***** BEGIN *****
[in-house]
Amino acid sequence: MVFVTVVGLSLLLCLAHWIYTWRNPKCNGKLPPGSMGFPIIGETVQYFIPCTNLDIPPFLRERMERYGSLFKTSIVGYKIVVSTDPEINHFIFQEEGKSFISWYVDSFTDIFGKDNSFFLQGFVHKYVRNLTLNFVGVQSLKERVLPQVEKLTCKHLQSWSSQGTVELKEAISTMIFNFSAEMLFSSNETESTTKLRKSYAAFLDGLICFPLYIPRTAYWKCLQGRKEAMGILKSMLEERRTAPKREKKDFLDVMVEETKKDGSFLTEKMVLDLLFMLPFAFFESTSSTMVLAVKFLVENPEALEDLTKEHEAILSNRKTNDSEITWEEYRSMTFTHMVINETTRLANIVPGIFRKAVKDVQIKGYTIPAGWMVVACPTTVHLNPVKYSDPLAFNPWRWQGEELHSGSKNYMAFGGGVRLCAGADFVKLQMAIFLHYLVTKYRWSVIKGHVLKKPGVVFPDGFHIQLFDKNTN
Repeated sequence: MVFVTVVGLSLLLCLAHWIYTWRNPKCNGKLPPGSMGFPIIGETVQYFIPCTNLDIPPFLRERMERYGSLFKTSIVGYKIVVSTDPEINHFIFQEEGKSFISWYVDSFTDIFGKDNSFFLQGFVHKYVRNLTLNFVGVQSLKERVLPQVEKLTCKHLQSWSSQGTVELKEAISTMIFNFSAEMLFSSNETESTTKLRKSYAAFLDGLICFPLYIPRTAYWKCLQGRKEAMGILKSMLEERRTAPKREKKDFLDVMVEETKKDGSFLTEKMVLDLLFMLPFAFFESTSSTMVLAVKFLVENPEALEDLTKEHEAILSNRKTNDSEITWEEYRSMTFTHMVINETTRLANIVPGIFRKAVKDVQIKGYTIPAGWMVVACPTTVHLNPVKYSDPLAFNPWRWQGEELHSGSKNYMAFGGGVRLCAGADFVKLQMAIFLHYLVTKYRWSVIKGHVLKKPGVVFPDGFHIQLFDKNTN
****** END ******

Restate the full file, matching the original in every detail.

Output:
[in-house]
Amino acid sequence: MVFVTVVGLSLLLCLAHWIYTWRNPKCNGKLPPGSMGFPIIGETVQYFIPCTNLDIPPFLRERMERYGSLFKTSIVGYKIVVSTDPEINHFIFQEEGKSFISWYVDSFTDIFGKDNSFFLQGFVHKYVRNLTLNFVGVQSLKERVLPQVEKLTCKHLQSWSSQGTVELKEAISTMIFNFSAEMLFSSNETESTTKLRKSYAAFLDGLICFPLYIPRTAYWKCLQGRKEAMGILKSMLEERRTAPKREKKDFLDVMVEETKKDGSFLTEKMVLDLLFMLPFAFFESTSSTMVLAVKFLVENPEALEDLTKEHEAILSNRKTNDSEITWEEYRSMTFTHMVINETTRLANIVPGIFRKAVKDVQIKGYTIPAGWMVVACPTTVHLNPVKYSDPLAFNPWRWQGEELHSGSKNYMAFGGGVRLCAGADFVKLQMAIFLHYLVTKYRWSVIKGHVLKKPGVVFPDGFHIQLFDKNTN
Repeated sequence: MVFVTVVGLSLLLCLAHWIYTWRNPKCNGKLPPGSMGFPIIGETVQYFIPCTNLDIPPFLRERMERYGSLFKTSIVGYKIVVSTDPEINHFIFQEEGKSFISWYVDSFTDIFGKDNSFFLQGFVHKYVRNLTLNFVGVQSLKERVLPQVEKLTCKHLQSWSSQGTVELKEAISTMIFNFSAEMLFSSNETESTTKLRKSYAAFLDGLICFPLYIPRTAYWKCLQGRKEAMGILKSMLEERRTAPKREKKDFLDVMVEETKKDGSFLTEKMVLDLLFMLPFAFFESTSSTMVLAVKFLVENPEALEDLTKEHEAILSNRKTNDSEITWEEYRSMTFTHMVINETTRLANIVPGIFRKAVKDVQIKGYTIPAGWMVVACPTTVHLNPVKYSDPLAFNPWRWQGEELHSGSKNYMAFGGGVRLCAGADFVKLQMAIFLHYLVTKYRWSVIKGHVLKKPGVVFPDGFHIQLFDKNTN